The ModSecurity tool has a feature that allows you to block specific bots, but user-agents can be spoofed by an attacker to bypass any protection. Good protection should not be based on basic user-agent headers, as many of the attacks used from bots will use spoofed headers to trick monitoring systems into thinking it’s a legitimate user. Monitoring software such as Imunify360 uses more advanced procedures to detect bots with bad or spoofed user agents.
SQL Injection (SQLi)
Most dynamic pages have a backend database that stores data. The queries executed on the database are written in SQL, which is a language for databases with specific syntax. If attackers can run altered SQL on the database, it can be used to steal data, destroy tables, or elevate privileges on the server.
Instead of writing your own ModSecurity rule for the many permutations of SQL injection, a better way to block this attack is to enable the rules already created in the tool. Imunify360 protects from SQL injection out-of-the-box, so you do not need to create or install any complex rulesets that define suspicious queries and block them.
When users connect to a website and authenticate, the server identifies the user by a session ID. This session ID is typically stored in a cookie, which means that the cookie contains a token that essentially represents the user on the application.
If an attacker can obtain the session cookie, they have access to the user’s token and can perform actions on the web application as the targeted victim user. This means the attacker can change the user’s password, make requests on behalf of the user, and have access to any data available to the user.
The HttpOnly cookie setting helps stop this attack, but an additional layer of security using ModSecurity is helpful. After you enable the ModSecurity rules from the previous section, you will also have protection against session hijacking. Sessions should be expired after a specific amount of time, and they should be expired on the server side and not just removed client-side. One common mistake in application development is deleting the cookie client-side on the user’s browser, but the session on the server remains active. Should an attacker steal the session, a user would be unable to access their account.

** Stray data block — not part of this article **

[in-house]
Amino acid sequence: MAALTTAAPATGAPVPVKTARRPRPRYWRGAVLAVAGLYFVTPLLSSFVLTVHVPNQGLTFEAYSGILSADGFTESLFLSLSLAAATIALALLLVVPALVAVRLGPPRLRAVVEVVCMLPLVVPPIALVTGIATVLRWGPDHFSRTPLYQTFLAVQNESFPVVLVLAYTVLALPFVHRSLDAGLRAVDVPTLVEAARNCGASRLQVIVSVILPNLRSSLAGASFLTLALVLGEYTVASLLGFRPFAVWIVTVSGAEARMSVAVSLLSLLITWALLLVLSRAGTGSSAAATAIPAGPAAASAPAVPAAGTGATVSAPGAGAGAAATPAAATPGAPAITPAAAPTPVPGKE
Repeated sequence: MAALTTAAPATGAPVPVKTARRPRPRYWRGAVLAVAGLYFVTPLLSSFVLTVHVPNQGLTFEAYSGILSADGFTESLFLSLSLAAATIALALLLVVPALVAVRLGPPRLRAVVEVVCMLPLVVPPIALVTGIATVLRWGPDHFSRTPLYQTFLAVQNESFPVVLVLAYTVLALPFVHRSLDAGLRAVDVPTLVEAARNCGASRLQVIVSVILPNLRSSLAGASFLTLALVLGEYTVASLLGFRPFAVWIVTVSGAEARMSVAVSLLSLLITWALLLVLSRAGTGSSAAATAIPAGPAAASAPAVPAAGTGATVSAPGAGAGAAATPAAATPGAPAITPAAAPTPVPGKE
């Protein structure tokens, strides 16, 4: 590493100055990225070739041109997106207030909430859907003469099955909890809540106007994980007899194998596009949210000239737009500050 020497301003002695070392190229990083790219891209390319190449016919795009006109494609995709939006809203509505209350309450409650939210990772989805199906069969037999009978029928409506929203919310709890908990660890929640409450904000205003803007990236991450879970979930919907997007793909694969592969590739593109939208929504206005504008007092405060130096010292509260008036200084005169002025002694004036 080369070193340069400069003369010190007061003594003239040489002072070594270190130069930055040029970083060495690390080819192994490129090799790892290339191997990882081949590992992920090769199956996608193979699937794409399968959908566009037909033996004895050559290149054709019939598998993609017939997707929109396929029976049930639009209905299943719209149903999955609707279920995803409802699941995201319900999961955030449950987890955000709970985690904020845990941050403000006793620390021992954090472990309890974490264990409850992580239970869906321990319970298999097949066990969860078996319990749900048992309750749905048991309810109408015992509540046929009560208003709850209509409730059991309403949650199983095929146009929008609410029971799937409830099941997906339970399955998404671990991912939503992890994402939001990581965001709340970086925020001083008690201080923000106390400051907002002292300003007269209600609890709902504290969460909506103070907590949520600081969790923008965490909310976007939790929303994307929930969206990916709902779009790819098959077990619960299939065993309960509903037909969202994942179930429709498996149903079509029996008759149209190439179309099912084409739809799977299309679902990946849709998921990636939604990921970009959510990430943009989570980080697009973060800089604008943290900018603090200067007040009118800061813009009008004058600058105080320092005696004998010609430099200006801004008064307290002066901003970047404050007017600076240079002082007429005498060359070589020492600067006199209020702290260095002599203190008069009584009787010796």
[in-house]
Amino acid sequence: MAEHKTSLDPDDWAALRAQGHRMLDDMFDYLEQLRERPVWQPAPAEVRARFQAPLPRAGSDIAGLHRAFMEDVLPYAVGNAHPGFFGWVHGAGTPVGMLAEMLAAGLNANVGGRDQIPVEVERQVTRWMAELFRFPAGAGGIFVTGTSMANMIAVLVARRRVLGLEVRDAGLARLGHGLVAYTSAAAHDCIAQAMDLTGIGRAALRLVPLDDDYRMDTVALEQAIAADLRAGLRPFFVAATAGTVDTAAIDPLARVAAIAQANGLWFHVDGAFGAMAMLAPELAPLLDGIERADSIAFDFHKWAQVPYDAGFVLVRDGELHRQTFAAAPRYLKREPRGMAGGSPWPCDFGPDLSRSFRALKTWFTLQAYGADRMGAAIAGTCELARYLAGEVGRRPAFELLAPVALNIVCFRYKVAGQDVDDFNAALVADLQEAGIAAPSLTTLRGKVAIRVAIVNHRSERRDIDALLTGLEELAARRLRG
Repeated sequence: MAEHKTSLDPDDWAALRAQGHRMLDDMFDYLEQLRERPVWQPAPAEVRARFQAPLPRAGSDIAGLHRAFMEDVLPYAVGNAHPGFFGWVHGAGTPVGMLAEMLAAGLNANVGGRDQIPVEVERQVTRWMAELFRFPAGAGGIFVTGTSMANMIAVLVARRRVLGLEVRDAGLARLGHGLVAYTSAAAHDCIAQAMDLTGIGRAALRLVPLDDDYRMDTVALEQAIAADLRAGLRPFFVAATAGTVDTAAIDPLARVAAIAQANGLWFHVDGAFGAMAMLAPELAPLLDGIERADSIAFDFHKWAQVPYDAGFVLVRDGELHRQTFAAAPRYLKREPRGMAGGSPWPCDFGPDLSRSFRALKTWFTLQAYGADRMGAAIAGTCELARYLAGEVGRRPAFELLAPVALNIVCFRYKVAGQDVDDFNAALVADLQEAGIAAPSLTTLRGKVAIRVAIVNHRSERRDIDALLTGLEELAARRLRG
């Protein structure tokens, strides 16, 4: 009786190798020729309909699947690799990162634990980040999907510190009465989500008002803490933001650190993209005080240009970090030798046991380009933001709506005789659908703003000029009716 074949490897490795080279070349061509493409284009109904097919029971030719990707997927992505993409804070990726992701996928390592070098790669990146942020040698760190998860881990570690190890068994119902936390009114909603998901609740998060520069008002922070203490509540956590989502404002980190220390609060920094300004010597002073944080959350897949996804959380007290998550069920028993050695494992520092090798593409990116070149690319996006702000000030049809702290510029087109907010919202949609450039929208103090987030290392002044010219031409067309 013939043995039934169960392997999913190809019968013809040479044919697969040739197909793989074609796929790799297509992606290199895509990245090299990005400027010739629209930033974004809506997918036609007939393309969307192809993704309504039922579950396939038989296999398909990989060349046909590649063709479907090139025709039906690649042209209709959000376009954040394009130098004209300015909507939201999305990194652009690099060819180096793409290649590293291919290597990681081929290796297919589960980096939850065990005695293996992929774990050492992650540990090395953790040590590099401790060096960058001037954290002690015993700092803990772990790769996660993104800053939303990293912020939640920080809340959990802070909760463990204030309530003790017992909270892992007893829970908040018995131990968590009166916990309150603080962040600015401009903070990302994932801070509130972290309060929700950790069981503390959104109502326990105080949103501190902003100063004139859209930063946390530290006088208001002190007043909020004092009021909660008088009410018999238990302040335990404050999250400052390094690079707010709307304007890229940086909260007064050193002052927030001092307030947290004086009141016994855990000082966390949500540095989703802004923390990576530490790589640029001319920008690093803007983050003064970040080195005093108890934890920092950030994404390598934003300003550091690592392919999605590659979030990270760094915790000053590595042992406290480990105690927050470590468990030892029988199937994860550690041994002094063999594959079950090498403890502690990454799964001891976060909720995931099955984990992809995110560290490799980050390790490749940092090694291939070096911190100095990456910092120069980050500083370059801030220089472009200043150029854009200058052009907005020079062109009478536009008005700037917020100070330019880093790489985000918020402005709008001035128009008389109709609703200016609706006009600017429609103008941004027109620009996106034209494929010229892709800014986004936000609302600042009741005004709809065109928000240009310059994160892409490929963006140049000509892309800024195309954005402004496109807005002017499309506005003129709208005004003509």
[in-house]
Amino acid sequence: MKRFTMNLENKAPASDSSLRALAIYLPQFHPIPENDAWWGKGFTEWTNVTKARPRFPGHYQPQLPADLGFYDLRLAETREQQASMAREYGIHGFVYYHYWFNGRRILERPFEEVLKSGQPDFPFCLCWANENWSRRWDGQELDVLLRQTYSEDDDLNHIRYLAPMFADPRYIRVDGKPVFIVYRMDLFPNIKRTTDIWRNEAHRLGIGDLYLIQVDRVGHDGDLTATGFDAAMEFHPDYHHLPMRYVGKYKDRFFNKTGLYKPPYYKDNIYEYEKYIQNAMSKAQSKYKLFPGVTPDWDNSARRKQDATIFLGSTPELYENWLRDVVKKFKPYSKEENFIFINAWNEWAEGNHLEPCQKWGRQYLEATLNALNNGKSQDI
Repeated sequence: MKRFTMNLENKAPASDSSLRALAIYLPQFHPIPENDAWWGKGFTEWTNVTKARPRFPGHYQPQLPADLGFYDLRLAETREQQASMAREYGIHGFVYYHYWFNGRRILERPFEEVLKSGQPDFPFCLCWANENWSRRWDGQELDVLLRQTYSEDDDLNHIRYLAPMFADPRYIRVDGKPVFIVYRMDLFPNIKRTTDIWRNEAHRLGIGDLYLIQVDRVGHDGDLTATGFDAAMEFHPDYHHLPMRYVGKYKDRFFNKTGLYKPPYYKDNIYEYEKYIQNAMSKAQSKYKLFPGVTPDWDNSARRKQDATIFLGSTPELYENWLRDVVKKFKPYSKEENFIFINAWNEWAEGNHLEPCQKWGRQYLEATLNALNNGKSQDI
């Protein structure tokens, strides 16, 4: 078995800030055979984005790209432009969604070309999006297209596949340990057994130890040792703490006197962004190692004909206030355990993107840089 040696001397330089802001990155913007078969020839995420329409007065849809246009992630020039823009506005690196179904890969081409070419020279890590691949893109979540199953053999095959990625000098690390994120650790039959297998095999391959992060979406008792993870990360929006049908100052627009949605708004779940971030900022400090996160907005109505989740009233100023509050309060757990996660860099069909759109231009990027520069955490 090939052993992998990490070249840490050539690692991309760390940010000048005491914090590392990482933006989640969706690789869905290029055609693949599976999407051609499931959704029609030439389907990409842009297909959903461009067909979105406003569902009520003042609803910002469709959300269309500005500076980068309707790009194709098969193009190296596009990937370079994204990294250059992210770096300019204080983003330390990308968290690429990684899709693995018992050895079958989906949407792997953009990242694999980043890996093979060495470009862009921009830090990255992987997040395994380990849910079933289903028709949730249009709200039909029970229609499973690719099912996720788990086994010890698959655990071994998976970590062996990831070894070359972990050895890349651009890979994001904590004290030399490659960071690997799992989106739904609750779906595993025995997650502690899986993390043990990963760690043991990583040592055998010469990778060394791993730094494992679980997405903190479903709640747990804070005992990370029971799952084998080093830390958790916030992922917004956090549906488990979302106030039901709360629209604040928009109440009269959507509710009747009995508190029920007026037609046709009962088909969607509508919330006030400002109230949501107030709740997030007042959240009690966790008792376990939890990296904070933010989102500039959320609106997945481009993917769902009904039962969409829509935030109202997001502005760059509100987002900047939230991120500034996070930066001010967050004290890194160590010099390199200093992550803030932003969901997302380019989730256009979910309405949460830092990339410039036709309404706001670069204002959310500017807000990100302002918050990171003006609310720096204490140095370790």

Should I Use ModSecurity?
Without ModSecurity, web applications are open to numerous attacks. The four examples listed in the previous section are just a few threats that could take advantage of a web application without proper security. Having tools in place to stop attacks, especially if you’re using third-party applications and plugins, helps stop attacks even if code could be vulnerable to exploits.
ModSecurity should not be used as a sole security layer, but it adds HTTP-based protection against your application. You should use ModSecurity as a layer of defense, but web application server configurations should be reviewed, any web applications penetration tested, and code reviewed for vulnerabilities. Other security measures are still important to reduce risk of threat and stop attacks from successfully breaching the application or server.
Imunify360 ModSecurity Ruleset
Instead of working with OWASP rulesets, Imunify360 offers rulesets that will cover numerous threats along with monitoring and real-time reports. You could use the default ModSecurity rules to manage your web applications, but Imunify360 takes your security a step further.
Before you can use Imunify360, you must turn off ModSecurity Vendors in cPanel, except for Imunify360.
Imunify360 gives you more coverage of your web application and protects from the threats that could lead to a data breach. It’s important that you disable the other third-party rulesets to avoid conflicts.
Threats continually evolve, so Imunify360 developers make updates to combat changes. You must enable updates on your server. For Apache, run the following command:
/usr/local/cpanel/scripts/modsec_vendor enable-updates imunify360-full-apache
To read the full documentation on Imunify360 and its configuration, read the documentation.
Using Imunify360 over the default ModSecurity rulesets has several benefits. The first one is that Imunify360 uses heuristic data to detect and stop attacks. This means that the tool takes past information and applies it to the way it detects ongoing attacks. Attackers are forced to continually change their methods of attack and come up with new zero-day exploits. However, the second advantage to Imunify360 is in the way it can detect zero-day attacks based on heuristic data.